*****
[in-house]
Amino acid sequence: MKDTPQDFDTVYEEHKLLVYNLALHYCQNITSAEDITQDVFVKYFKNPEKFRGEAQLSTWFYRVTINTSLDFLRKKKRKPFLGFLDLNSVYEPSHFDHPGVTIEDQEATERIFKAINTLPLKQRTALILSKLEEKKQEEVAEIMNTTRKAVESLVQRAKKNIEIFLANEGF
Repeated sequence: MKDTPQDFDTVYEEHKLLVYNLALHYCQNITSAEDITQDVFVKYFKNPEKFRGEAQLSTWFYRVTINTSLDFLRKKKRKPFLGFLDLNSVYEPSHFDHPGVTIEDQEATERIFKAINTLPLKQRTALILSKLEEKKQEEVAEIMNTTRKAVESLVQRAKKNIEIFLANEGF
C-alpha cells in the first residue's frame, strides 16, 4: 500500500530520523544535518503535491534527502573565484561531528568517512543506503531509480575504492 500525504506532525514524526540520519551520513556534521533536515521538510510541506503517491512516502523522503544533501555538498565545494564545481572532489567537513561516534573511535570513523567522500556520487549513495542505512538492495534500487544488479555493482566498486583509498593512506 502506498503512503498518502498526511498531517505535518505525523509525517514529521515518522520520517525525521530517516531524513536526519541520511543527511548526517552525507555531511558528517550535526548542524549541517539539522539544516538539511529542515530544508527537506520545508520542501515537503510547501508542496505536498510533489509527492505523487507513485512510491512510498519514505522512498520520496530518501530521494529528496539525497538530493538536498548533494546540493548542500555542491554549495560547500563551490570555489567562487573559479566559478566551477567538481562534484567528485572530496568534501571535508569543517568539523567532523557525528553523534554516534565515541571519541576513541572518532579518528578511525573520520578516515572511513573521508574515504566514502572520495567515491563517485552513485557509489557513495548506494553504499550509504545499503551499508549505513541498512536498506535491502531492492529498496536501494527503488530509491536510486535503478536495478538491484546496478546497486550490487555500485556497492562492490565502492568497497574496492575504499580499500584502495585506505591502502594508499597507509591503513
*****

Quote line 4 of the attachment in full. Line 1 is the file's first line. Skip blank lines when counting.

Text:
C-alpha cells in the first residue's frame, strides 16, 4: 500500500530520523544535518503535491534527502573565484561531528568517512543506503531509480575504492 500525504506532525514524526540520519551520513556534521533536515521538510510541506503517491512516502523522503544533501555538498565545494564545481572532489567537513561516534573511535570513523567522500556520487549513495542505512538492495534500487544488479555493482566498486583509498593512506 502506498503512503498518502498526511498531517505535518505525523509525517514529521515518522520520517525525521530517516531524513536526519541520511543527511548526517552525507555531511558528517550535526548542524549541517539539522539544516538539511529542515530544508527537506520545508520542501515537503510547501508542496505536498510533489509527492505523487507513485512510491512510498519514505522512498520520496530518501530521494529528496539525497538530493538536498548533494546540493548542500555542491554549495560547500563551490570555489567562487573559479566559478566551477567538481562534484567528485572530496568534501571535508569543517568539523567532523557525528553523534554516534565515541571519541576513541572518532579518528578511525573520520578516515572511513573521508574515504566514502572520495567515491563517485552513485557509489557513495548506494553504499550509504545499503551499508549505513541498512536498506535491502531492492529498496536501494527503488530509491536510486535503478536495478538491484546496478546497486550490487555500485556497492562492490565502492568497497574496492575504499580499500584502495585506505591502502594508499597507509591503513